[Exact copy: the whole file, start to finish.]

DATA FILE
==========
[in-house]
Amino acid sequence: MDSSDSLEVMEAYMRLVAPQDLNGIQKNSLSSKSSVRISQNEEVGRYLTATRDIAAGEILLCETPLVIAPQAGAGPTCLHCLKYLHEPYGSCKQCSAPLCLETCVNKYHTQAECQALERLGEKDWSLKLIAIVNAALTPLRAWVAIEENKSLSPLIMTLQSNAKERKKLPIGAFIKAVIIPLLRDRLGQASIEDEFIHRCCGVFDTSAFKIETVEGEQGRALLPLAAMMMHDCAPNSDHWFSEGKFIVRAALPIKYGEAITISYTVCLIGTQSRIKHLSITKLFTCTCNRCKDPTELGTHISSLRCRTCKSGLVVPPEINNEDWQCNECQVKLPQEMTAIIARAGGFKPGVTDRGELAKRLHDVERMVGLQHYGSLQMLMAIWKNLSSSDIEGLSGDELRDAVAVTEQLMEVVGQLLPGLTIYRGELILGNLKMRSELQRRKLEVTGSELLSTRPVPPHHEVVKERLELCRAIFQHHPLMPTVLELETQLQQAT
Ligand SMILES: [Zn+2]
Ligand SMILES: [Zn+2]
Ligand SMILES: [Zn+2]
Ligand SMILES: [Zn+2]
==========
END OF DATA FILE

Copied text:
[in-house]
Amino acid sequence: MDSSDSLEVMEAYMRLVAPQDLNGIQKNSLSSKSSVRISQNEEVGRYLTATRDIAAGEILLCETPLVIAPQAGAGPTCLHCLKYLHEPYGSCKQCSAPLCLETCVNKYHTQAECQALERLGEKDWSLKLIAIVNAALTPLRAWVAIEENKSLSPLIMTLQSNAKERKKLPIGAFIKAVIIPLLRDRLGQASIEDEFIHRCCGVFDTSAFKIETVEGEQGRALLPLAAMMMHDCAPNSDHWFSEGKFIVRAALPIKYGEAITISYTVCLIGTQSRIKHLSITKLFTCTCNRCKDPTELGTHISSLRCRTCKSGLVVPPEINNEDWQCNECQVKLPQEMTAIIARAGGFKPGVTDRGELAKRLHDVERMVGLQHYGSLQMLMAIWKNLSSSDIEGLSGDELRDAVAVTEQLMEVVGQLLPGLTIYRGELILGNLKMRSELQRRKLEVTGSELLSTRPVPPHHEVVKERLELCRAIFQHHPLMPTVLELETQLQQAT
Ligand SMILES: [Zn+2]
Ligand SMILES: [Zn+2]
Ligand SMILES: [Zn+2]
Ligand SMILES: [Zn+2]